Apart from these, Pheiffer and Hatendi-Matika explained that the following announcements could also be made:

  • The introduction of wealth tax:

In order to shield the poorest South Africans from the rising cost of living and expenses, they predict that government might introduce something along the lines of a wealth tax. “The Davis Tax Committee has studied alternatives available with respect to taxing the wealthy in many different ways, and it had an opinion, which was against measures such as a luxury rate of VAT. On the upper end of the tax spectrum, tax rates are 45%, which is viewed by some as punitive. In a country like South Africa where the top 5% of the wealth bracket carries the bulk of the tax burden, the risk of the top end retaliating against further taxes is becoming a reality,” Hatendi-Matika explained.

Pheiffer added that this could also mean that wealthy people could possibly be asked to make an annual payment tax on the sum of their assets. “In an economy that’s got such a wide income inequality, this would be a more socially acceptable thing to do. You could squeeze a bit more out of the wealthy, but it’s not going to really make an impactful difference on the budget,” he said.

  • Small adjustments to personal income tax brackets:

According to Pheiffer small tweaks to personal income tax brackets are more likely than a wealth tax, though. But we shouldn’t expect drastic changes. “Last year a new tax bracket was introduced for high income groups who earn more than R1.5 million per year, so although not impossible, it’s questionable  whether they’ll create another additional bracket the next year,” Pheiffer said. “I do however expect that they’ll marginally adjust the existing tax brackets to provide relief to lower income groups but the less than inflation increase would suite Treasury rather than taxpayers.”

  • An increase in the annual tax-free savings allowance:

The current threshold for tax-free savings is R33 000 per year. This means that you are allowed to save this amount every year, without ever having to pay any tax on these savings.. This annual amount was increased by 10% in the previous Budget Speech and Pheiffer says that it will probably only be marginally increased this time around, if at all.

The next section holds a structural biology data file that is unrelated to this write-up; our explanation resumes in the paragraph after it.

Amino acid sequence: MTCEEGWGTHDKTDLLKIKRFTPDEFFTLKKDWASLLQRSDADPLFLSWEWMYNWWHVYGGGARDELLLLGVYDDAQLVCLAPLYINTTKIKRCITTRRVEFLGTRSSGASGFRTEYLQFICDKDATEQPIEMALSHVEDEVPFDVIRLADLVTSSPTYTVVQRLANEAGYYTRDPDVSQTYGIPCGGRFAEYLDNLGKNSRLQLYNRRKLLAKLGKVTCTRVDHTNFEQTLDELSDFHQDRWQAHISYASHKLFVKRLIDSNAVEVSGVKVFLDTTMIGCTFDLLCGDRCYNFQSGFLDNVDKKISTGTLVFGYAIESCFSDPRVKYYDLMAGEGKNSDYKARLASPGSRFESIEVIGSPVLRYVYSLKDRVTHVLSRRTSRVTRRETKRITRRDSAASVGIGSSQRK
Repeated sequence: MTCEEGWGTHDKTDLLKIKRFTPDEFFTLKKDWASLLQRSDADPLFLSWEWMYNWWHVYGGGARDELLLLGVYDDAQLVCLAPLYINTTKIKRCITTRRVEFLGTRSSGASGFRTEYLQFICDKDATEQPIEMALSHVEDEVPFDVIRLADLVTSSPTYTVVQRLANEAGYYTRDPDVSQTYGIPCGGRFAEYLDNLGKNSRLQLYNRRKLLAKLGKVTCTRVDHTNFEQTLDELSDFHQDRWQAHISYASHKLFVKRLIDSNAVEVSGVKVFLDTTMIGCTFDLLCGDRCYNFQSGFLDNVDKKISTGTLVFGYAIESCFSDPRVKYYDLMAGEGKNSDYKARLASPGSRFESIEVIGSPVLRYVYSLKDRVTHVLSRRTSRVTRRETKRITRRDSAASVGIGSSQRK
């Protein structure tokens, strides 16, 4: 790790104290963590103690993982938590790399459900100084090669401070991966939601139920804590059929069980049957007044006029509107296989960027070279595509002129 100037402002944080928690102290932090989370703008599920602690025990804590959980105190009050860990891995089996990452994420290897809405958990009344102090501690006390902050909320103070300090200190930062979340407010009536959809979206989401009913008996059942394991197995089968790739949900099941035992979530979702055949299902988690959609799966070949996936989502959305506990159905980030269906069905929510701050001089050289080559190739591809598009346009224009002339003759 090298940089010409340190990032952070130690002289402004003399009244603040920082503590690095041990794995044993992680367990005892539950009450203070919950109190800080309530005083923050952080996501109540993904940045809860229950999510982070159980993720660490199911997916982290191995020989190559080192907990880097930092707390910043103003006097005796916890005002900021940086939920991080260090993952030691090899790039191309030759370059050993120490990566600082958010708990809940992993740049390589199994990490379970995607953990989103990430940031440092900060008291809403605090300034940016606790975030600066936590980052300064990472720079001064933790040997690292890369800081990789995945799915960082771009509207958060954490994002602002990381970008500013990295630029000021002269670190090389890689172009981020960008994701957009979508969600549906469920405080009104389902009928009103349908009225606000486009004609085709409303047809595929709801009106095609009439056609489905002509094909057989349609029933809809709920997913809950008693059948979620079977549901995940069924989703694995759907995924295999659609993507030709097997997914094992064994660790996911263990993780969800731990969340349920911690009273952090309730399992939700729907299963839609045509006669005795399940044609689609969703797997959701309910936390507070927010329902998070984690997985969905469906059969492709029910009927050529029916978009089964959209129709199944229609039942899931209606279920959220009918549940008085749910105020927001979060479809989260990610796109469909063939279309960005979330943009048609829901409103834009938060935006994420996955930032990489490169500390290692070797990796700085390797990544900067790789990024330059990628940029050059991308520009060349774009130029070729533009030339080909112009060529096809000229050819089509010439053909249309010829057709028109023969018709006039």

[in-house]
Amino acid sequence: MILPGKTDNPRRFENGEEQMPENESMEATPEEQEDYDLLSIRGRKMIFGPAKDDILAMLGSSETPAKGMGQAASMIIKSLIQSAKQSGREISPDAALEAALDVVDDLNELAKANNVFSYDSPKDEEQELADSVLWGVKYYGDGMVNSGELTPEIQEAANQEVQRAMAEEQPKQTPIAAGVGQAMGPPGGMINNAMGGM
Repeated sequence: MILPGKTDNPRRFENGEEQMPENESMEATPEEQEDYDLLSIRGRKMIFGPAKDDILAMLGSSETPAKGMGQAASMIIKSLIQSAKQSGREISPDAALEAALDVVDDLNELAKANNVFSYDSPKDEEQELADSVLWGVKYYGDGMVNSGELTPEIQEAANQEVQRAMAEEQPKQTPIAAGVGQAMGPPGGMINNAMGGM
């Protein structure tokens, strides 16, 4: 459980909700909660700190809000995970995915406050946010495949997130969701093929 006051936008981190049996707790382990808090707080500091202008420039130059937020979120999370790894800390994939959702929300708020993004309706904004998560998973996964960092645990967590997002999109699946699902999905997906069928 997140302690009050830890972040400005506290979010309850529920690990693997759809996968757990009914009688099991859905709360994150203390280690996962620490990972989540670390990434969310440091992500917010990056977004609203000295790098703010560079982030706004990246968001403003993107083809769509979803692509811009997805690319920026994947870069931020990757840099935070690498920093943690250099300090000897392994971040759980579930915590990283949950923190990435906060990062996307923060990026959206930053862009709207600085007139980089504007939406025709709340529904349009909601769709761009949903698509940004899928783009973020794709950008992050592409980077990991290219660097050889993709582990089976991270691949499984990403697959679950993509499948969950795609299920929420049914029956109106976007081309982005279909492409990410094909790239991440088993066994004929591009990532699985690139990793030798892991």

Apart from these topics, Pheiffer also added that he’s expecting updates on free tertiary education and how it will be funded, in a sustainable manner. This comes after President Jacob Zuma made promises and remarks around that at the ANC’s annual NEC meeting earlier this year. “It’s a massive balancing act at the moment. They definitely have to say something about this because they need to fulfil on the president’s promises and the students’ needs without collapsing the budget as a result.”

While Hatendi-Matika underlined the fact that governance issues and clarity around the funding of State-owned companies (SOCs), namely Eskom, SAA and the Post office also remains a top priority. “Close to R35 billion is required in bailouts, with Eskom taking up around R20 billion of this amount. The SOCs have put a major strain on contingent liabilities, as the government continues to give guarantees when these entities borrow. This has been the focal point of concerns raised by international rating agencies,” she explained.

Pheiffer added that the public sector wage bill is the big elephant in the room. “A substantial chunk of planned expenditure is directed towards the wages of a bloated public sector and the problem is that if Treasury were to cut back on this, it would either mean cutting jobs, lower rates of wage increase, or not replacing vacancies brought about by retirements. It’s the only way to do it, but none of these options would go down well, so, I’m pretty sure that it won’t happen anytime soon,” he explained.

Got any questions? Comment below and we’ll get one of our economists to get back to you with an answer.

Disclaimer: The advice contained on this blog is for general purposes only and does not take into account individual circumstances, objectives or financial needs. Accordingly, readers are advised to seek appropriate advice from licensed professionals prior to making any investment, or taking up a financial product or service.